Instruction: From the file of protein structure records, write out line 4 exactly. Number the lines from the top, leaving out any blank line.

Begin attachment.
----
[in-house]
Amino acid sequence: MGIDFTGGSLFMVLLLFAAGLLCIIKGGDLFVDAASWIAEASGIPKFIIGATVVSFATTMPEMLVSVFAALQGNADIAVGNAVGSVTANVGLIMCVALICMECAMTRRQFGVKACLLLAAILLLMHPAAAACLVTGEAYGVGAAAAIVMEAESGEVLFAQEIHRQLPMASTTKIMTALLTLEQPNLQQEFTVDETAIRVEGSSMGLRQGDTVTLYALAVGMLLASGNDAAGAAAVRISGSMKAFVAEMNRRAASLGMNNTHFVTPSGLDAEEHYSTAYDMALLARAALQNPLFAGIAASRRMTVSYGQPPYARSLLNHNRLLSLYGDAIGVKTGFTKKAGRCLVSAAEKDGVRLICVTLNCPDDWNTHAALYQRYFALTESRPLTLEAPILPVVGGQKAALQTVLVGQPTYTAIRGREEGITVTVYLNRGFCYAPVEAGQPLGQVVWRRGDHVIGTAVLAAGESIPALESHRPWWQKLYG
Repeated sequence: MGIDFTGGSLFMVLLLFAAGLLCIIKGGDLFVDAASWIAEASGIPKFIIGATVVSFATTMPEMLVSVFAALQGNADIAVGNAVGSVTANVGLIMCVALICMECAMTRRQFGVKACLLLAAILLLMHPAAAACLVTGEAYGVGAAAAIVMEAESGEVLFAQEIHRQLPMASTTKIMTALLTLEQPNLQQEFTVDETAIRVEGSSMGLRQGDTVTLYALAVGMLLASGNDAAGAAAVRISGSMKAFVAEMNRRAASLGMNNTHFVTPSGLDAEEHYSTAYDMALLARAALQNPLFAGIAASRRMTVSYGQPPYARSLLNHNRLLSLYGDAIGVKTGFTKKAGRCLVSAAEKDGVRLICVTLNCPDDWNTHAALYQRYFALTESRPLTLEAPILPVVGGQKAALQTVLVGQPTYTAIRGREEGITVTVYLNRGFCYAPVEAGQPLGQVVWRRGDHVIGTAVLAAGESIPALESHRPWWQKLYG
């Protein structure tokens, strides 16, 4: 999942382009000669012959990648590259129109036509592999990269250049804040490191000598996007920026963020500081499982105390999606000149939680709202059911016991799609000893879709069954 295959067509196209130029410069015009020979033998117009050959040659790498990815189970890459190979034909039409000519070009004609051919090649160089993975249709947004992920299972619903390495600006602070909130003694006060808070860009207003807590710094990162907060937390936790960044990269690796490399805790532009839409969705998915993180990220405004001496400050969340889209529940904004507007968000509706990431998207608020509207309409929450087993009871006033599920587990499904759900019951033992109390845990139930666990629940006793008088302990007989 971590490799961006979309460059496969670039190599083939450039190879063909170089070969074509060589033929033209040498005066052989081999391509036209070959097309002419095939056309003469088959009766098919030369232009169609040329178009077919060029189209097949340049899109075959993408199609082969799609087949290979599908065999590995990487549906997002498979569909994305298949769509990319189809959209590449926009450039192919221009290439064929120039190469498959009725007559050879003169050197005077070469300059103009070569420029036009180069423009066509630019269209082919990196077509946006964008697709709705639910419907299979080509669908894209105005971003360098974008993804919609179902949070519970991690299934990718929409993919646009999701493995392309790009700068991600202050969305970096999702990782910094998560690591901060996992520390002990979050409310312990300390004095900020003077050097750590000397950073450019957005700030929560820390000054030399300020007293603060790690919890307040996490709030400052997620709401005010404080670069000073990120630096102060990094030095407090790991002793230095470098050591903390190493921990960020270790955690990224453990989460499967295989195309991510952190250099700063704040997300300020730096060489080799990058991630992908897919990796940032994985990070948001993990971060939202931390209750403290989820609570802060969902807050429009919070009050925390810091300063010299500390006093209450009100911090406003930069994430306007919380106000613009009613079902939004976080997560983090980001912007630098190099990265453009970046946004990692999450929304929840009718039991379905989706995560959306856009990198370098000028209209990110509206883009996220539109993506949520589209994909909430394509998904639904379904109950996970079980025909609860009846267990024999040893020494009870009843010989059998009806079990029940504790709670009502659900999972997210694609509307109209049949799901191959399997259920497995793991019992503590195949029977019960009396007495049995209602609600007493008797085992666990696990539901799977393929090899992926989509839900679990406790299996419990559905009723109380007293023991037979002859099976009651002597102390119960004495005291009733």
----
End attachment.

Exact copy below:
């Protein structure tokens, strides 16, 4: 999942382009000669012959990648590259129109036509592999990269250049804040490191000598996007920026963020500081499982105390999606000149939680709202059911016991799609000893879709069954 295959067509196209130029410069015009020979033998117009050959040659790498990815189970890459190979034909039409000519070009004609051919090649160089993975249709947004992920299972619903390495600006602070909130003694006060808070860009207003807590710094990162907060937390936790960044990269690796490399805790532009839409969705998915993180990220405004001496400050969340889209529940904004507007968000509706990431998207608020509207309409929450087993009871006033599920587990499904759900019951033992109390845990139930666990629940006793008088302990007989 971590490799961006979309460059496969670039190599083939450039190879063909170089070969074509060589033929033209040498005066052989081999391509036209070959097309002419095939056309003469088959009766098919030369232009169609040329178009077919060029189209097949340049899109075959993408199609082969799609087949290979599908065999590995990487549906997002498979569909994305298949769509990319189809959209590449926009450039192919221009290439064929120039190469498959009725007559050879003169050197005077070469300059103009070569420029036009180069423009066509630019269209082919990196077509946006964008697709709705639910419907299979080509669908894209105005971003360098974008993804919609179902949070519970991690299934990718929409993919646009999701493995392309790009700068991600202050969305970096999702990782910094998560690591901060996992520390002990979050409310312990300390004095900020003077050097750590000397950073450019957005700030929560820390000054030399300020007293603060790690919890307040996490709030400052997620709401005010404080670069000073990120630096102060990094030095407090790991002793230095470098050591903390190493921990960020270790955690990224453990989460499967295989195309991510952190250099700063704040997300300020730096060489080799990058991630992908897919990796940032994985990070948001993990971060939202931390209750403290989820609570802060969902807050429009919070009050925390810091300063010299500390006093209450009100911090406003930069994430306007919380106000613009009613079902939004976080997560983090980001912007630098190099990265453009970046946004990692999450929304929840009718039991379905989706995560959306856009990198370098000028209209990110509206883009996220539109993506949520589209994909909430394509998904639904379904109950996970079980025909609860009846267990024999040893020494009870009843010989059998009806079990029940504790709670009502659900999972997210694609509307109209049949799901191959399997259920497995793991019992503590195949029977019960009396007495049995209602609600007493008797085992666990696990539901799977393929090899992926989509839900679990406790299996419990559905009723109380007293023991037979002859099976009651002597102390119960004495005291009733």